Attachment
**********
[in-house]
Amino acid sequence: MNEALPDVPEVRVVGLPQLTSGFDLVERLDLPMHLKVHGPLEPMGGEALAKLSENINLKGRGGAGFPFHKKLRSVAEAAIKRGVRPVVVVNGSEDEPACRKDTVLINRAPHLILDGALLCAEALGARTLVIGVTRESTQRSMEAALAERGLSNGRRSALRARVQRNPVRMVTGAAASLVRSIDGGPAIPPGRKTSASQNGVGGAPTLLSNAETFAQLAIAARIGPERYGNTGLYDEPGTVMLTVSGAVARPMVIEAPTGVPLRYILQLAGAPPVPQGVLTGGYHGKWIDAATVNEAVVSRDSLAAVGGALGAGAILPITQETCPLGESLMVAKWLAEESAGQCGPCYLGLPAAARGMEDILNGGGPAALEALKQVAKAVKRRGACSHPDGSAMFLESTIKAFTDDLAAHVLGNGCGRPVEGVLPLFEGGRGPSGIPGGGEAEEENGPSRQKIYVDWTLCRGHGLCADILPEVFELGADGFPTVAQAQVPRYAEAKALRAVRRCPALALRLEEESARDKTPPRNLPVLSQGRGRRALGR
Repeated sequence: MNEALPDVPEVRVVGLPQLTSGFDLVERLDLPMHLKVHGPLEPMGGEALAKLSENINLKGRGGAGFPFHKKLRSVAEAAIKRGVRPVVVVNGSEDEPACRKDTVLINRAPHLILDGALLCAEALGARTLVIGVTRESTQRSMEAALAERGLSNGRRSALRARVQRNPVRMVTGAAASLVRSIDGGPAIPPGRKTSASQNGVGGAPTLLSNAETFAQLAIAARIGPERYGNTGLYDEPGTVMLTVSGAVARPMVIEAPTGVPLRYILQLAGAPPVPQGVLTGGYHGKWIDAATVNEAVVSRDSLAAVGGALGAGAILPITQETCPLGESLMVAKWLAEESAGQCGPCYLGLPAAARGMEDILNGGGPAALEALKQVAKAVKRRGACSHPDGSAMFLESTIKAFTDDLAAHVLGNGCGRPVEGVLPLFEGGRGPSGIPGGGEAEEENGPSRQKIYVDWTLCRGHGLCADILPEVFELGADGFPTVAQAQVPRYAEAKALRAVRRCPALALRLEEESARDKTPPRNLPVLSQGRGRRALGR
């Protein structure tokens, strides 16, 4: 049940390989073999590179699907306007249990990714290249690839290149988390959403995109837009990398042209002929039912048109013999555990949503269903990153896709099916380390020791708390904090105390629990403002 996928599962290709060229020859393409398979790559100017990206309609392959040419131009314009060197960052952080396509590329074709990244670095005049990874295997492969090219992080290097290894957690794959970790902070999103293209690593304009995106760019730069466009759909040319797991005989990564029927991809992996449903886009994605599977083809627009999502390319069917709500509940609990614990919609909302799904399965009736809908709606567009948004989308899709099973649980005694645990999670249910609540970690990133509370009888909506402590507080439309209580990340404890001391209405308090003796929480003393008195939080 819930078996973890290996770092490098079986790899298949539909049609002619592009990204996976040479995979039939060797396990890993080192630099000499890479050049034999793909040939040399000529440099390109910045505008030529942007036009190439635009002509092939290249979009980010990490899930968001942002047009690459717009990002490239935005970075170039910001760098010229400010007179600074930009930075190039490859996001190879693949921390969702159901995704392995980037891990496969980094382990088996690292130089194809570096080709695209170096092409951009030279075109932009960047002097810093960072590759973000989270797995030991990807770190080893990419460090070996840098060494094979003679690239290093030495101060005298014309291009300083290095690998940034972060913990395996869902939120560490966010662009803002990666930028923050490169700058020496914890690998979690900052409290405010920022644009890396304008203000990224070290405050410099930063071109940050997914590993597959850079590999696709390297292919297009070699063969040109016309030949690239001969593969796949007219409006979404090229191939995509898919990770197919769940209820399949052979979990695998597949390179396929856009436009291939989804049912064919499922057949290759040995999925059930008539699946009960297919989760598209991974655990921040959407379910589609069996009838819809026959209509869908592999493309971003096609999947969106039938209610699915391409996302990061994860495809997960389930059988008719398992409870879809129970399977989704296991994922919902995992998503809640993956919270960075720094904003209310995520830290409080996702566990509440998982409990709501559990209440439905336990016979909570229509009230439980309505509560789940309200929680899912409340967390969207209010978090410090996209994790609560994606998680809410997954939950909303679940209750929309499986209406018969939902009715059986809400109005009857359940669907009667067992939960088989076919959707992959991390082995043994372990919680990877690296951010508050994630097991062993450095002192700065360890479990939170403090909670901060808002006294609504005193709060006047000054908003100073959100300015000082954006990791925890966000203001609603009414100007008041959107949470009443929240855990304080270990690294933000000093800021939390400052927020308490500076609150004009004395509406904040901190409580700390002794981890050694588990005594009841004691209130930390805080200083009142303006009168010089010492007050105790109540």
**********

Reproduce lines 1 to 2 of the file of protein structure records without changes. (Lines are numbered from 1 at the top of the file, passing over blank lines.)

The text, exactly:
[in-house]
Amino acid sequence: MNEALPDVPEVRVVGLPQLTSGFDLVERLDLPMHLKVHGPLEPMGGEALAKLSENINLKGRGGAGFPFHKKLRSVAEAAIKRGVRPVVVVNGSEDEPACRKDTVLINRAPHLILDGALLCAEALGARTLVIGVTRESTQRSMEAALAERGLSNGRRSALRARVQRNPVRMVTGAAASLVRSIDGGPAIPPGRKTSASQNGVGGAPTLLSNAETFAQLAIAARIGPERYGNTGLYDEPGTVMLTVSGAVARPMVIEAPTGVPLRYILQLAGAPPVPQGVLTGGYHGKWIDAATVNEAVVSRDSLAAVGGALGAGAILPITQETCPLGESLMVAKWLAEESAGQCGPCYLGLPAAARGMEDILNGGGPAALEALKQVAKAVKRRGACSHPDGSAMFLESTIKAFTDDLAAHVLGNGCGRPVEGVLPLFEGGRGPSGIPGGGEAEEENGPSRQKIYVDWTLCRGHGLCADILPEVFELGADGFPTVAQAQVPRYAEAKALRAVRRCPALALRLEEESARDKTPPRNLPVLSQGRGRRALGR